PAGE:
The Complete Works in Philosophy, Politics and Morals of the late Dr. Benjamin Franklin, Vol. 3 [of 3]

By Benjamin Franklin

Page 242

last war,
it is true, Britain sent a fleet and army, who acted with an equal
army of ours, in the reduction of Canada; and perhaps thereby did
more for us, than we in the preceding wars had done for her. Let it
be remembered however, that she rejected the plan we formed in the
congress at Albany, in 1754, for our own defence, by an union of the
colonies; an union she was jealous of, and therefore chose to send
her own forces; otherwise her aid to protect us was not wanted. And
from our first settlement to that time, her military operations in
our favour were small, compared with the advantages she drew from
her exclusive commerce with us. We are however willing to give full
weight to this obligation; and as we are daily growing stronger, and
our assistance to her becomes of more importance, we should with
pleasure embrace the first opportunity of showing our gratitude, by
returning the favour in kind. But when Britain values herself as
affording us protection, we desire it may be considered, that we
have followed _her_ in all _her_ wars, and joined with her at our
own expence against all she thought fit to quarrel with. This she
has required of us, and would never permit us to keep peace with any
power she declared her enemy, though by separate treaties we might
well have done it. Under such circumstances, when, at her instance,
we made nations our enemies, whom we might otherwise have retained
our friends; we submit it to the common sense of mankind, whether
her protection of us in these wars was not our _just due_, and to
be claimed of _right_, instead of being received as a _favour_?
And whether, when all the parts of an empire exert themselves to
the utmost in their common defence, and in annoying the common
enemy, it is not as well the _parts_ that protect the _whole_, as
the _whole_ that protects the _parts_? The protection then has
been proportionably mutual. And whenever the time shall come, that
our abilities may as far exceed hers, as hers have exceeded ours,
we hope we shall be reasonable enough to rest satisfied with her
proportionable exertions, and not think we do too much for a part of
the empire, when that part does as much as it can for the whole.

The charge against us, _that we refuse to_ contribute _to our own
protection_, appears from the above to be groundless: but we farther
declare it to be absolutely false; for it is well known, that we ever
held

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Text Comparison with Memoirs of Benjamin Franklin; Written by Himself. [Vol. 2 of 2] With his Most Interesting Essays, Letters, and Miscellaneous Writings; Familiar, Moral, Political, Economical, and Philosophical, Selected with Care from All His Published Productions, and Comprising Whatever Is Most Entertaining and Valuable to the General Reader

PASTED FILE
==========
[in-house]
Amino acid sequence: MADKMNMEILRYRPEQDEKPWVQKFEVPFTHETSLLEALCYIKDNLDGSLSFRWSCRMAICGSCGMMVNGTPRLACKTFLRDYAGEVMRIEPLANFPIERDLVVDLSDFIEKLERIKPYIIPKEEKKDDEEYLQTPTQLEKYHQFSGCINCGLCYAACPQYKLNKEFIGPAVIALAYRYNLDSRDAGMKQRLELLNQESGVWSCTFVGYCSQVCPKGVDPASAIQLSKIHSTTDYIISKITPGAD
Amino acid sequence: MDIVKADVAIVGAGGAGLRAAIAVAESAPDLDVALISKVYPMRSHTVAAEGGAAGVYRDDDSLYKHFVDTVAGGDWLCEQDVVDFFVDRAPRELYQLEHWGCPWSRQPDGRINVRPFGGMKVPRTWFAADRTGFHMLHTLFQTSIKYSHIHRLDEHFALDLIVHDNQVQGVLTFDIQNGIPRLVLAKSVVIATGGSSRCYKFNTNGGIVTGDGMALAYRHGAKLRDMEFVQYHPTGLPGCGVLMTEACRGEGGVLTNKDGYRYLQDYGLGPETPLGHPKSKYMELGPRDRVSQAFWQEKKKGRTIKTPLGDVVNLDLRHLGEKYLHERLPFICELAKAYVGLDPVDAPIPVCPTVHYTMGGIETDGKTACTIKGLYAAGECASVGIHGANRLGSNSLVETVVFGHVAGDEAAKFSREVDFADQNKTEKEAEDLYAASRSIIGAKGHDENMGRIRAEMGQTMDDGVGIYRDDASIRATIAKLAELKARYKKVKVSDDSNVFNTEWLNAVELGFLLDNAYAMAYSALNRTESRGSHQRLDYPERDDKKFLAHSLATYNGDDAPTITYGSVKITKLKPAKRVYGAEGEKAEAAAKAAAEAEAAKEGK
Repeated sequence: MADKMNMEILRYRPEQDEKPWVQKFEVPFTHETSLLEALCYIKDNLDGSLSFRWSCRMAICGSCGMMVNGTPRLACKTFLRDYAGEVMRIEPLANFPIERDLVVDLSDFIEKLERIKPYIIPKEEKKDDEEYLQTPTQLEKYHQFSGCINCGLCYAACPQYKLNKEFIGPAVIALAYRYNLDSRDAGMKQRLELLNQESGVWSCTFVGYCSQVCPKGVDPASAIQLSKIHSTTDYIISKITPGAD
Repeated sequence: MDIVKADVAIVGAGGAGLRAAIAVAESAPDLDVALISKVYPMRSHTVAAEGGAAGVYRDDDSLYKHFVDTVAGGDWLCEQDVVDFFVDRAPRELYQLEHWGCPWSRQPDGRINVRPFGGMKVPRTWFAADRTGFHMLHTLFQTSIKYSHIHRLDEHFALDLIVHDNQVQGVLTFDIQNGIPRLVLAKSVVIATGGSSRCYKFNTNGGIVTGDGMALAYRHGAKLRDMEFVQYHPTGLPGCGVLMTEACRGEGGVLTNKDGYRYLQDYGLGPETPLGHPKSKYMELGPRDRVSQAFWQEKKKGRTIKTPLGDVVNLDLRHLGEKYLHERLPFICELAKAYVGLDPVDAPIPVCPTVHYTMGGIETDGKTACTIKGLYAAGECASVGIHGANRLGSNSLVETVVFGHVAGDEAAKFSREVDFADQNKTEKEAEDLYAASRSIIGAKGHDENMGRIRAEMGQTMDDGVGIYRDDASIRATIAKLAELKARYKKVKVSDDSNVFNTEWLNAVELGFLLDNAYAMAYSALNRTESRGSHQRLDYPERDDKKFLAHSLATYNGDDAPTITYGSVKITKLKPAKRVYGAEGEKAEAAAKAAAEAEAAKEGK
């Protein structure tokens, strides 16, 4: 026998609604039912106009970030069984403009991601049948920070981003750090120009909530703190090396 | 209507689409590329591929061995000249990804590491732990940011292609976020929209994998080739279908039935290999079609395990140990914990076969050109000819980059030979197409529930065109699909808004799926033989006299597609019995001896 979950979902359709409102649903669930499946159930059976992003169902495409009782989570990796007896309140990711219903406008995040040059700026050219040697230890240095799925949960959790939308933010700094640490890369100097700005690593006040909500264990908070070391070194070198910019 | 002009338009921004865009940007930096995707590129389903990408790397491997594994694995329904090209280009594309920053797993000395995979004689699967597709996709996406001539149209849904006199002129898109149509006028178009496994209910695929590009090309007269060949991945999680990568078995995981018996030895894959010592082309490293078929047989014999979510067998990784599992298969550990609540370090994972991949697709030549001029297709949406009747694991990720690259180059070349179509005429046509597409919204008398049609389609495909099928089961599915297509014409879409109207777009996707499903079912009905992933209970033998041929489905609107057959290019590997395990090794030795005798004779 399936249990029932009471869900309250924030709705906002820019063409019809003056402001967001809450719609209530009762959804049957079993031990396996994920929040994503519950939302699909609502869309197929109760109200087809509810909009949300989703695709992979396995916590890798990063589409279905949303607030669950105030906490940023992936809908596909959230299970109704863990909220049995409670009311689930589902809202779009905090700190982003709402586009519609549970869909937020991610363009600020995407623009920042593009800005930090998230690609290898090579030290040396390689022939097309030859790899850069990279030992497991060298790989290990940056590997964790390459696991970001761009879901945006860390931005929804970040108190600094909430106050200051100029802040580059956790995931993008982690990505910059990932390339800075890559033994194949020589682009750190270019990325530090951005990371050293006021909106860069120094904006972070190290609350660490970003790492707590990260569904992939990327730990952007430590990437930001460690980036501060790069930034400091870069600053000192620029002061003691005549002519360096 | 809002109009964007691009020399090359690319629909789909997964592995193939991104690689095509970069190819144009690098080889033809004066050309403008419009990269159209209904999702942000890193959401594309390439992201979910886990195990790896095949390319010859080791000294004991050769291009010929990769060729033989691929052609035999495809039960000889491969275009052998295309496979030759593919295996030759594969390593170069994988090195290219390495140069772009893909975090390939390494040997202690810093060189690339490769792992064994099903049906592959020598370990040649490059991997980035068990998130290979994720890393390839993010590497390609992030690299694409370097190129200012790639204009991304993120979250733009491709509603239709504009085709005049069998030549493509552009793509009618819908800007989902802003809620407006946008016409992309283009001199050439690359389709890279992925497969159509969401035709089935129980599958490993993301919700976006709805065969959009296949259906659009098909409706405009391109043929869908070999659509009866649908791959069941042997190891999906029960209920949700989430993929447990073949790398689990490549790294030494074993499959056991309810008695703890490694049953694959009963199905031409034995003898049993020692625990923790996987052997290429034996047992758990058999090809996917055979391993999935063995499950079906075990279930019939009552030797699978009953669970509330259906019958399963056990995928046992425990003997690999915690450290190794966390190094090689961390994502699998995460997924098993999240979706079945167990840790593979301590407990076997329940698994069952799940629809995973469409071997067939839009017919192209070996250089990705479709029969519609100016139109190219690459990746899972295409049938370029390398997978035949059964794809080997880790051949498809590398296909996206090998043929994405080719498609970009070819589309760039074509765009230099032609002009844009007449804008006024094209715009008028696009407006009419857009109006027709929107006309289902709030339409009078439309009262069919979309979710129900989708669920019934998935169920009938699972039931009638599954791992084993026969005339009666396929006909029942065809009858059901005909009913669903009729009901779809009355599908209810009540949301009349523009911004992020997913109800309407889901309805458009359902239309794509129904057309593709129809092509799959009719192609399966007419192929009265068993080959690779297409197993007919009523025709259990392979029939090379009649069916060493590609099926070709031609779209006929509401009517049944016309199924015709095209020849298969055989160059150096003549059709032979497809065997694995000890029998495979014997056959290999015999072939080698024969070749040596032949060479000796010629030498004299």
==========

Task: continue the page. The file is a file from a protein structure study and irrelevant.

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II New York: Harper & Brothers, Publishers, Franklin Square.
Page 10
To the Abbe Soulavie.
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What now avails all my toil and labour in amassing honey-dew on this leaf, which I cannot live to enjoy? What the political struggles I have been engaged in for the good of my compatriot inhabitants of this bush, or my philosophical studies for the benefit of our race in general! for, in politics, what can laws do without morals? Our present race of ephemerae will in a course of minutes become corrupt like those of other and older bushes, and, consequently, as wretched.
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Written Anno 1736.
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began to wield the sceptre.
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There is a much better contrivance than this of the philosopher, which is, to cover the walls of the house with paper; this is generally done, and though it cannot abolish, it at least shortens the period of female dominion.
Page 135
That to the former I owe to the.
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I see in your papers many of their fictitious names, but nobody tells me the real.
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" * * * * * "_Miss Alexander.
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"Passy, January 27, 1783.
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"I join with you most cordially in rejoicing at the return of peace.
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) "Passy, Dec.
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"DEAR FRIEND, "I received your kind letter of April 17.
Page 179
The globe being now become a perfect magnet, we are, perhaps, safe from any change of its axis.
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_--Read in the American Philosophical Society January 15, 1790.
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FRANKLIN.
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Immediately the air in the chimney, being rarefied by the fire, rises; the air next the chimney flows in to supply its place, moving towards the chimney; and, in consequence, the rest of the air successively, quite back to the door.
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While the river runs in a narrow, confined channel in the upper hilly country, only a small surface is exposed; a greater as the river widens.
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But can one imagine, that if all the water of those vast rivers went to the sea, it would not first have pushed the salt water out of.
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FRANKLIN.